Americans tend to make assumptions about Mexican restaurants: that they are cheap and cheerful; that the food is fast and filling; and that the chips and salsa are free and free-flowing.
So it takes a brave restaurateur to buck the stereotypes by celebrating the nuances of Mexican cuisine and using outstanding locally sourced seasonal food. The daring Anna Zamora-Pizzo and Susan Gentile have done just that with Zona Rosa, a small farm-to-table eatery in San Jose's Rose Garden neighborhood. The menu features local produce, sustainable seafood and humanely raised meat, as well as tortillas and sopes made in house as they are ordered.
Zona Rosa opened last summer with a limited dinner menu. Now the restaurant also serves lunch Tuesday through Friday, and brunch Saturday and Sunday. Pizzo, who learned to cook alongside her mother and grandmother, uses family recipes and draws inspiration from the cooking of her husband's Italian family.
The restaurant is cozy, with seating for about two dozen -- though plans are in place to double the capacity by expanding into a space next door. In warmer weather, there are a few sidewalk tables.
The decor is a mix of rustic, vintage and modern touches: white stucco walls; tables and chairs of reclaimed wood; jewel-toned, vintage glass light shades; and a word mural of menu items on a black wall above the bar.
We had made reservations, and were seated immediately by the front window, the restaurant's quietest spot. Our pleasant server had a great knowledge of the menu, which is divided into appetizers, tacos and cazuelas (dishes served in small casseroles dishes, such as enchiladas). The wine and beer is small, and there's no liquor -- so don't come hankering for margaritas. Sangria and wine cocktails, include a refreshing mojito ($9), made with Prosecco instead of rum. There's also non-alcoholic horchata, fresh-squeezed agua fresca and a hibiscus tea.
We ordered chips and three salsas that proved well worth the $4 cost. The chips are pan-fried, as I witnessed passing through the kitchen on my way to the bathroom. They arrived at the table still warm, not oily, with some puffed up -- a treat you never experience with mass-produced chips. One salsa, the delicious tomato-based variety, is from Pizzo's father's recipe; another -- the sikil p'ak, a pumpkin seed version from the Yucatan -- tasted wonderfully vibrant with cilantro and a touch of habanero.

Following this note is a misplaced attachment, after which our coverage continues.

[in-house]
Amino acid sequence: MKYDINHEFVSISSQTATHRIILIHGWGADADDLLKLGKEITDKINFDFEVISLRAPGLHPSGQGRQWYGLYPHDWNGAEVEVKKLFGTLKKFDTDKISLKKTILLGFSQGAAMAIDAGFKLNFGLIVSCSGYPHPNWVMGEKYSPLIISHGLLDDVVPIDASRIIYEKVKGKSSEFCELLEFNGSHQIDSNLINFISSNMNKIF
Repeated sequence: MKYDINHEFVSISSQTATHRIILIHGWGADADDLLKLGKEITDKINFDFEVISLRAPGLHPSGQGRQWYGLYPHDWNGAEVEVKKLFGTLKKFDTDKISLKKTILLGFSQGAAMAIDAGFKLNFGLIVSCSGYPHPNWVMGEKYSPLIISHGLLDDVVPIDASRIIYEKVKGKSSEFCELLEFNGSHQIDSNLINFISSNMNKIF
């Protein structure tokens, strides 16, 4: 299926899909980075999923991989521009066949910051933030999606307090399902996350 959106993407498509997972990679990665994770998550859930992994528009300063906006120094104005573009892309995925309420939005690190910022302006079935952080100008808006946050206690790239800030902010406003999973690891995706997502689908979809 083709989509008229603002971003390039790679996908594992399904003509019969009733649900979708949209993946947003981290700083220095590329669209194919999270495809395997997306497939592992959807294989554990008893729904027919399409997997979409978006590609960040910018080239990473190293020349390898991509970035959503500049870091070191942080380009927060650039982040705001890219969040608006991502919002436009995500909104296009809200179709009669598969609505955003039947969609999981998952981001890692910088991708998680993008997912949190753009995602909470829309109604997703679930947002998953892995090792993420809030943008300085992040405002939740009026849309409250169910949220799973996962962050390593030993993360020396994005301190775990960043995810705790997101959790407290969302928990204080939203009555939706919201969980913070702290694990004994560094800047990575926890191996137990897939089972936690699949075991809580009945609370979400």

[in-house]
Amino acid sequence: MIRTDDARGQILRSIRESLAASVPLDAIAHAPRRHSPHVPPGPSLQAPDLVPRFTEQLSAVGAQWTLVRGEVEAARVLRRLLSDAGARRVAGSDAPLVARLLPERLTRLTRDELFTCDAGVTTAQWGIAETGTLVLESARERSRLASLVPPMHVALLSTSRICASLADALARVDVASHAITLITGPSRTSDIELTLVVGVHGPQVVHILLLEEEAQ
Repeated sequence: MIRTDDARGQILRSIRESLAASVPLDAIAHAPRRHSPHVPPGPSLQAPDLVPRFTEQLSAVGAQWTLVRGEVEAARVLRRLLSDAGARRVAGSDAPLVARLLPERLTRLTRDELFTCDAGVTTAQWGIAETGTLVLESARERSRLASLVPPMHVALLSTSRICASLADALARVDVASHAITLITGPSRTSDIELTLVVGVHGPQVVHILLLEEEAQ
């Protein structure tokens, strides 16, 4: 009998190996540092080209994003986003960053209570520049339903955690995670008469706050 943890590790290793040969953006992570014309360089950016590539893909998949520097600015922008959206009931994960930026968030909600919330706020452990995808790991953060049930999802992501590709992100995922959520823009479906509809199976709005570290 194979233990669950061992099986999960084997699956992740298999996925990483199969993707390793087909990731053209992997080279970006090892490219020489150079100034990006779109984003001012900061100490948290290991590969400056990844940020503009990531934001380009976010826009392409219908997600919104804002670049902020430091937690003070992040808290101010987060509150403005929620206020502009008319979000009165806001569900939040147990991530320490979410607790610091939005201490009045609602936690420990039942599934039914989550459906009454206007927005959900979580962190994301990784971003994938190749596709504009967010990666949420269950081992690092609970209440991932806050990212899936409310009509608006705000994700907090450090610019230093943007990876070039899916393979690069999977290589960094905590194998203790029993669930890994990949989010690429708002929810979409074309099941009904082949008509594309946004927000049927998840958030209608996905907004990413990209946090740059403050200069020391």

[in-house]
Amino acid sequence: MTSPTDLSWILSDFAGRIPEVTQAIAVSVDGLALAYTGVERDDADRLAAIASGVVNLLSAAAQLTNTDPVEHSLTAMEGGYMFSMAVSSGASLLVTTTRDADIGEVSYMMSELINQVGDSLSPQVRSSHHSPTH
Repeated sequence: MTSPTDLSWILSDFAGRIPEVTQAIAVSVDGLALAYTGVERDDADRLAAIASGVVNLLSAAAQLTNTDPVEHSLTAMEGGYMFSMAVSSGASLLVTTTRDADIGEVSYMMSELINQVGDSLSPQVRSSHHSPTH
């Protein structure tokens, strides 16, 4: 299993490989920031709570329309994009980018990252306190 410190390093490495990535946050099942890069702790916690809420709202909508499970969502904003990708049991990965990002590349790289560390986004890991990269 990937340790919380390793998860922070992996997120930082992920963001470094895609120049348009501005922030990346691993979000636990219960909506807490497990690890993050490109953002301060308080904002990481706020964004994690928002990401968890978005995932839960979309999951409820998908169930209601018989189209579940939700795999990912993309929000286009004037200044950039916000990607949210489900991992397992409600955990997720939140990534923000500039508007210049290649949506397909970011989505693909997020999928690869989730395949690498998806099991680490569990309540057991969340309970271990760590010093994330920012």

The guacamole ($8) was familiar and fresh. But the version topped with crisp bacon and pistachios ($9) was irresistible. Crab ceviche ($12.50), served on two crisp tortillas, had a great zing from lime juice balanced by a smear of chipotle crema on the tortillas.
Carnitas comes as an appetizer on tacos ($15) or a sope ($10). (A sope is a round masa boat -- thicker than a tortilla, crisp on the outside with a slightly soft interior.) The sope absorbed the juices from the braised pork for a near perfect union.
The tacos, served two to a plate, are all so appealing it was torture trying to decide which to order; they merit enough return trips to try them all. At lunch, we settled on scallop ($11, $16 at dinner), which were battered, fried and served with perfect quarter-inch cubes of butternut squash on a blue corn tortilla. I kept coming back for just one more bite.
Enchiladas, filled with juicy, free range chicken ($12.50, $17.50 at dinner), are topped with just the right amount of a mild and slightly sweet mole colorado.
Blue corn masa crepes ($16) are a good vegetarian option at dinner. Lighter in texture than tortillas thanks to the addition of an egg, the crepes are filled with seasonal veggies (kale and butternut squash, at our meal) and topped with almonds and a cream-herb sauce.
The carne asada ($18.50) was unlike any I'd had. Zona Rosa elevates this dish from an agreeable inexpensive cut of meat to something truly special. Marinated cubes of skirt steak were cooked precisely to medium and served with shitake mushrooms and crisp-tender green beans in a chipotle cream sauce.
At dinner, both the tacos and cazuelas are served with a choice of Rancho Gordo heirloom beans, cooked with bacon or sauteed potatoes. At lunch they're available separately as sides ($6 each). Order the potatoes at lunch, but skip the beans -- which are cooked fresh each day, but by noon they haven't had enough time to develop the rich pot liquor found in the dinner serving. At night, order one of each; they're equally good.
At lunch, the pumpkin buñuelos with horchata ice cream ($8) weren't quite perfect, as they had been at dinner -- warm, crisp on the outside and cake-like inside. They are quite possibly the finest representation of a doughnut I've ever had at a restaurant.
Those waiting for fine-dining version of Mexican cuisine will find everything coming up roses at Zona Rosa.
Email Jennifer Graue at firstname.lastname@example.org.
1411 The Alameda, San Jose
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The Dish: This farm-to-table Mexican restaurant takes fresh, authentic Mexican cuisine over the fine-dining threshold in the South Bay.
Prices: Starters $4-$12.50; main courses $14-$18.50; desserts $8-$9; wine cocktails and by glass $8-$13, by the bottle $22-$38
Details: Chef Anna Zamora-Pizzo and business partner Susan Gentile have created a dining destination, where both food and décor have an authentic-meets-modern sensibility.
Pluses: Everything's fresh -- right down to the handmade tortillas and sopes; wait staff is friendly, knowledgeable and helpful.
Minuses: There's no space inside to wait for a table; the wine list is small, and there's no liquor.
Hours: Lunch Tuesday-Friday 11:30 a.m.- 2 p.m.; dinner Tuesday-Thursday 5-9 p.m., Friday-Saturday 5-10 p.m.; brunch Saturday-Sunday 9 a.m.-2 p.m.; closed Monday
Restaurant reviews are conducted anonymously. The Mercury News pays for all meals.